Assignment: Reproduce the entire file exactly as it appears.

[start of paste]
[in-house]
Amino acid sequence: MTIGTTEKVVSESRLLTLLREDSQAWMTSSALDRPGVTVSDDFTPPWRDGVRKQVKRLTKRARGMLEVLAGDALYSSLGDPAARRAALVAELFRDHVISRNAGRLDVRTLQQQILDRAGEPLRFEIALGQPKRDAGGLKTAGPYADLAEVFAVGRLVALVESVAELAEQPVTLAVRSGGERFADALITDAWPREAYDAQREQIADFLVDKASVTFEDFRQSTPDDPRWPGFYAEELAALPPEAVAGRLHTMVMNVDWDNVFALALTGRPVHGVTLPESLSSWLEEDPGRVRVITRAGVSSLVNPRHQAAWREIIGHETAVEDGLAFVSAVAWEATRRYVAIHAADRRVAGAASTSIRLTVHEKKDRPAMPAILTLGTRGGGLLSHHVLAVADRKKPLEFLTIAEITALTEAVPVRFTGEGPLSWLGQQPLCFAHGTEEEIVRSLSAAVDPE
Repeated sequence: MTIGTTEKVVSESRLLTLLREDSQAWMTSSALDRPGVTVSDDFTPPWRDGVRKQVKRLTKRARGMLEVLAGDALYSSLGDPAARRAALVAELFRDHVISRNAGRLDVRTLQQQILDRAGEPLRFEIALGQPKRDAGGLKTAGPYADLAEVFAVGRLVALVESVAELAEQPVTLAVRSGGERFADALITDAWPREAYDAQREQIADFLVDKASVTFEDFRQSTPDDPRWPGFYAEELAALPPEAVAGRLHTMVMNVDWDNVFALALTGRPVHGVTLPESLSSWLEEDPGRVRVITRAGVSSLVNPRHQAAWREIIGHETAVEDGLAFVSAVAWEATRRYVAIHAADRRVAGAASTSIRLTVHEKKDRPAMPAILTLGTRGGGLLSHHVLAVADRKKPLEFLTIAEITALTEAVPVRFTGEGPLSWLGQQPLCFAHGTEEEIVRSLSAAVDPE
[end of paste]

[in-house]
Amino acid sequence: MTIGTTEKVVSESRLLTLLREDSQAWMTSSALDRPGVTVSDDFTPPWRDGVRKQVKRLTKRARGMLEVLAGDALYSSLGDPAARRAALVAELFRDHVISRNAGRLDVRTLQQQILDRAGEPLRFEIALGQPKRDAGGLKTAGPYADLAEVFAVGRLVALVESVAELAEQPVTLAVRSGGERFADALITDAWPREAYDAQREQIADFLVDKASVTFEDFRQSTPDDPRWPGFYAEELAALPPEAVAGRLHTMVMNVDWDNVFALALTGRPVHGVTLPESLSSWLEEDPGRVRVITRAGVSSLVNPRHQAAWREIIGHETAVEDGLAFVSAVAWEATRRYVAIHAADRRVAGAASTSIRLTVHEKKDRPAMPAILTLGTRGGGLLSHHVLAVADRKKPLEFLTIAEITALTEAVPVRFTGEGPLSWLGQQPLCFAHGTEEEIVRSLSAAVDPE
Repeated sequence: MTIGTTEKVVSESRLLTLLREDSQAWMTSSALDRPGVTVSDDFTPPWRDGVRKQVKRLTKRARGMLEVLAGDALYSSLGDPAARRAALVAELFRDHVISRNAGRLDVRTLQQQILDRAGEPLRFEIALGQPKRDAGGLKTAGPYADLAEVFAVGRLVALVESVAELAEQPVTLAVRSGGERFADALITDAWPREAYDAQREQIADFLVDKASVTFEDFRQSTPDDPRWPGFYAEELAALPPEAVAGRLHTMVMNVDWDNVFALALTGRPVHGVTLPESLSSWLEEDPGRVRVITRAGVSSLVNPRHQAAWREIIGHETAVEDGLAFVSAVAWEATRRYVAIHAADRRVAGAASTSIRLTVHEKKDRPAMPAILTLGTRGGGLLSHHVLAVADRKKPLEFLTIAEITALTEAVPVRFTGEGPLSWLGQQPLCFAHGTEEEIVRSLSAAVDPE